In addition to rape in the PIC, the U.S. furthers their agenda by allowing sexual slavery and rape at the border to continue to take place without legal repercussions for those who commit these crimes. "Department of Justice representatives have informally reported that U.S. attorneys decline to prosecute about 75 percent of all cases involving any crime in Indian country.” It doesn’t help that women of color are often seen as unrapeable through the racist history of this country. “Sexual violence as a tool of racism also continues against other women of color. Trafficking in women from Asian and other Global South countries continues unbated in the U.S.” It is my theory that women of color in this country continually face a war in which the perpetrators are taking away their bodily sovereignty. Rape culture makes sexual violence possible. The perpetuation of rape culture furthers its hegemonic state in American society. “Indeed, the U.S. and other colonizing countries are engaged in a “permanent social war” against the bodies of women of color and indigenous women, which threaten their legitimacy.” Through the media and racist laws of the land we see this war materialize. Rape of womyn of color is not just motivated by sex and power as it is for white women, but it is also racially motivated as a tool for marginalization of entire populations. This is where feminists have dropped the ball, categorizing rape as purely about individual power without respect to racial motivations. Women of color are generally more vulnerable when it comes to sexual violence, especially when crossing the border. “The American Friends Service Committee documented over 346 reports of gender violence on the U.S.-Mexico border from 1993-1995.” This type of violence is deemed invisible by the government as well as U.S. citizens. Zoila Miriam Perez, in her essay ‘When Sexual Autonomy Isn’t Enough: Sexual Violence Against Immigrant Women in the United States, says, “rape has become so prevalent that many women take birth control pills or shots before setting out to ensure they won’t get pregnant.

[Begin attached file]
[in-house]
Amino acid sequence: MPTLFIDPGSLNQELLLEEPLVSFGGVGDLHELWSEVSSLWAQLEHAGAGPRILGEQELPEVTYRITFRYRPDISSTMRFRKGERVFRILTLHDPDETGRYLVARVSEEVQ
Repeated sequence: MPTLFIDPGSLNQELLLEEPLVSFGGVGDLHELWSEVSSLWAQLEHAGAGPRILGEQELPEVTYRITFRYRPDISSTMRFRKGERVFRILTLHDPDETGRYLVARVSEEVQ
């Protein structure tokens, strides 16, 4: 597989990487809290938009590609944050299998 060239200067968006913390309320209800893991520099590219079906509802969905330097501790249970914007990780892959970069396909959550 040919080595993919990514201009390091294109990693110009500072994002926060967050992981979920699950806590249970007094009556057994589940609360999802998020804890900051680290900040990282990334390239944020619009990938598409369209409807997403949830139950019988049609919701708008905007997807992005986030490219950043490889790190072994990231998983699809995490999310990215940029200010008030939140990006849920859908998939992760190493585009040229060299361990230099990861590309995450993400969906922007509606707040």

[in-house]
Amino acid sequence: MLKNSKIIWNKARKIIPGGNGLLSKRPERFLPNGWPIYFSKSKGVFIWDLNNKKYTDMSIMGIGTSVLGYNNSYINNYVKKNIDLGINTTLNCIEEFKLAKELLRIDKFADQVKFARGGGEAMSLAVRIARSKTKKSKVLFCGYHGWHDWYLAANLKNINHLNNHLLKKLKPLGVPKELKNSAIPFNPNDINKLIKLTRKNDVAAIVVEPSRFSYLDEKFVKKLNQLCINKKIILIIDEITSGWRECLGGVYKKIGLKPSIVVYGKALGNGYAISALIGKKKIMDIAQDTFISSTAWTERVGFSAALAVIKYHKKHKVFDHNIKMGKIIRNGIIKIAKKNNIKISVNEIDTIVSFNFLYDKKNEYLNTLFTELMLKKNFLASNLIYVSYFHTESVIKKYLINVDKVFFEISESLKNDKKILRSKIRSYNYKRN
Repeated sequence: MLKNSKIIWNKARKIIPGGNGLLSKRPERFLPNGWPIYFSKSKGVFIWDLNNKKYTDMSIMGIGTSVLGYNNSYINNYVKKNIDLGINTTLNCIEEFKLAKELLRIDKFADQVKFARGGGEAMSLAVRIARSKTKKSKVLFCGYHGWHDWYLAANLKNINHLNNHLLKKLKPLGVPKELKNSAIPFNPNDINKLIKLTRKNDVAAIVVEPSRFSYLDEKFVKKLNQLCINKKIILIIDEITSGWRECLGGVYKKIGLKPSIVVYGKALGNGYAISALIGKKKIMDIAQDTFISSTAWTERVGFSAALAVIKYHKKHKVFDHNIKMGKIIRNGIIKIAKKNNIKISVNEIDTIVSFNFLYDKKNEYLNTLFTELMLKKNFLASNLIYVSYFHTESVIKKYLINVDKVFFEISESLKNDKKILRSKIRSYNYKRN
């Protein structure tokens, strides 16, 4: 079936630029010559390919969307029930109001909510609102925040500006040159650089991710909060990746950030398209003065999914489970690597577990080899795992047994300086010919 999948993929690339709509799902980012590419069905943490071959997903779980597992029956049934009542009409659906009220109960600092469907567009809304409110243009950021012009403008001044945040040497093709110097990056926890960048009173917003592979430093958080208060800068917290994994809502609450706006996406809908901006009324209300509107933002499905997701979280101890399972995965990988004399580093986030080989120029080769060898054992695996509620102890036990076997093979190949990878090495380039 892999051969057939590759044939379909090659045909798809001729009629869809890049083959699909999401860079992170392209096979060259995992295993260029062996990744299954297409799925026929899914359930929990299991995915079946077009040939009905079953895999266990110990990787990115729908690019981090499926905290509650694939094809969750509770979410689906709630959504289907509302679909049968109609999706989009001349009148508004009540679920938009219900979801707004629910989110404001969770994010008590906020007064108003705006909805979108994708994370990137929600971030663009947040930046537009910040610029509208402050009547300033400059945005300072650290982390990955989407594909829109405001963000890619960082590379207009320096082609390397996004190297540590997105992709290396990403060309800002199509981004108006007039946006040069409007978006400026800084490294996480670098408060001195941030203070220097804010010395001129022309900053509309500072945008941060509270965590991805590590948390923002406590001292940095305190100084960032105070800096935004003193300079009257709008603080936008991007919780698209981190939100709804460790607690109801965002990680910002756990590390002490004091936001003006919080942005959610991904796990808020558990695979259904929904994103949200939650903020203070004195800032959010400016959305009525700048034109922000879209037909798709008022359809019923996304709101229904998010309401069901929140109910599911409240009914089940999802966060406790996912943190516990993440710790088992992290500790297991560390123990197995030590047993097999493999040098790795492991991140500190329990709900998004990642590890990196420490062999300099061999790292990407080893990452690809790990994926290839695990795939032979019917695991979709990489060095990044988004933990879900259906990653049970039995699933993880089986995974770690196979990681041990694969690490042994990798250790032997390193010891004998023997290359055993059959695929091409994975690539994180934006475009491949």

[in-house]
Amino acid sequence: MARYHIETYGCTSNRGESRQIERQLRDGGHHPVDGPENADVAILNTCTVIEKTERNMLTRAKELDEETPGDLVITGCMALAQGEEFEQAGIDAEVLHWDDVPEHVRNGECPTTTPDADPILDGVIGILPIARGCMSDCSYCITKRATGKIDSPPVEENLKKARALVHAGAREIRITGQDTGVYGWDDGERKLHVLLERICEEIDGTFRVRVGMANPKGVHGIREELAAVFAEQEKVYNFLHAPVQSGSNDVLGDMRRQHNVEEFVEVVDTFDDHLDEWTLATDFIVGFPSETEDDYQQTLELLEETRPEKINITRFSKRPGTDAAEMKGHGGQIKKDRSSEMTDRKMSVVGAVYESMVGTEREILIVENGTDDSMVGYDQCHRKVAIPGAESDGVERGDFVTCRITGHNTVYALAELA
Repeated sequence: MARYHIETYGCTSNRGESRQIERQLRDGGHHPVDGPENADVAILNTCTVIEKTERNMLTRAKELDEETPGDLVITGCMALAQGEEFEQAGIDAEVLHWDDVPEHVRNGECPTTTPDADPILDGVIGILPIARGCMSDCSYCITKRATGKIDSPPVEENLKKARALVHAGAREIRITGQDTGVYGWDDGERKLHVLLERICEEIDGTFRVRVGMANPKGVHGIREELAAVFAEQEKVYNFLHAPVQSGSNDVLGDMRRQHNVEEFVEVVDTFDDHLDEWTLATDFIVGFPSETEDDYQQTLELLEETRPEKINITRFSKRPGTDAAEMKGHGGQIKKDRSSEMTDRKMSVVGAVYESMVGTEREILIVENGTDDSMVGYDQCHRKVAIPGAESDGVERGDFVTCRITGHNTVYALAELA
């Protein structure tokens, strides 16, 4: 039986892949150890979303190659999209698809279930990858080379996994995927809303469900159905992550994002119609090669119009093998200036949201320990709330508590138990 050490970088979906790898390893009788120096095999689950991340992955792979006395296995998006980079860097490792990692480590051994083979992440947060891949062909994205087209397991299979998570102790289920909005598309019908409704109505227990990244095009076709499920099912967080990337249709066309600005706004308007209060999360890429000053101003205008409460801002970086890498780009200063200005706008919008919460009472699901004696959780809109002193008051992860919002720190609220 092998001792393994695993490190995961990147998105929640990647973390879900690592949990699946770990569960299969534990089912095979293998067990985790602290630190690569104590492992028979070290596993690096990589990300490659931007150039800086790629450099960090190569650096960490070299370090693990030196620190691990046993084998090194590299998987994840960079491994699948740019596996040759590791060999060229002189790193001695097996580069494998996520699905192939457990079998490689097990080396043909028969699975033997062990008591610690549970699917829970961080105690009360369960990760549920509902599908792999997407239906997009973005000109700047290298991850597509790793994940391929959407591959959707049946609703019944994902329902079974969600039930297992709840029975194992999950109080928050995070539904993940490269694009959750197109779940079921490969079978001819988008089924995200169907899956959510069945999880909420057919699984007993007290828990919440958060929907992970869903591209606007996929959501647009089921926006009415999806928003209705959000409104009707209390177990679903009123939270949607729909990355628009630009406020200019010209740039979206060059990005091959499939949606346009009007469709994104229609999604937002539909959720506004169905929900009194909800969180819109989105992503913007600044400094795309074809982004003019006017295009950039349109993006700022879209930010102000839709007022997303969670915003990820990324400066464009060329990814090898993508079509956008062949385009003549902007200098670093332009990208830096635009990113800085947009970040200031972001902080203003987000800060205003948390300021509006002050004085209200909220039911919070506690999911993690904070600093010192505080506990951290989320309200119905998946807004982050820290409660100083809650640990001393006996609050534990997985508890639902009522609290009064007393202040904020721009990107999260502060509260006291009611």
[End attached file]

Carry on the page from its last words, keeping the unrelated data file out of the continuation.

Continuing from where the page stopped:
Some consider rape ‘the price you pay for crossing the border.” Immigrant women’s bodies are seen as an expendable resource and therefore unrapeable. Perez continues, “many of us who work in reproductive health in cities with large Latina populations see the effects of these abuses firsthand. Women arrive here with untreated sexually transmitted infections that they were given while crossing, as well as with unintended pregnancies. Women are often abused by everyone from the coyotes they hire to take them across the border, to other men in their groups, to officials they encounter along the way.” Through these examples, we see that rape and other forms of sexual violence isn’t purely an individual bodily offense but is furthered by dominant society and the government to exercise control over entire minority populations.
One thing I clearly remember about Obama’s platform is that he ran for education. He wanted to make sure that every student had the means and opportunity to go to college. Julianne Ong Hing’s article “Education’s Race to the Top” outlines Obama’s controversial plan to reform America’s education system.
Education Reform has always been a tricky thing for me. As an Educational Studies Minor, I usually sit in class with my head cocked to the side, sitting on the fence about these issues. For me the big issue was always, how do we measure educational success?
One might initially say test, but as my 8th Grade Math teacher said, “those test are not made up by your teachers, but old, white men in Albany.” Though she said this to deter any sour feeling because of the results of the test, its sentiment was very correct: standardized test are made to be standard.
However, in Education Studies programs across the country the new wave is being culturally relevant. This means that the educator understands the issues the students are facing and make it a relevant part in the classroom. With this in mind, when would teachers have time to teach the test?
What if a student leaves a classroom with the skills to find solutions to problems, and a voice to express them but not necessarily the jargon that the test asks for? Was the student taught unsuccessfully if they have the understanding to figure it out but not in the specific way that the test asks? I think not, but many of these reform grants hold their teachers down to their students test scores.
With that sort of pressure placed on these teachers, are students really given the tools to learn or just the answers to the test? You decide, read the article and let us know what you think!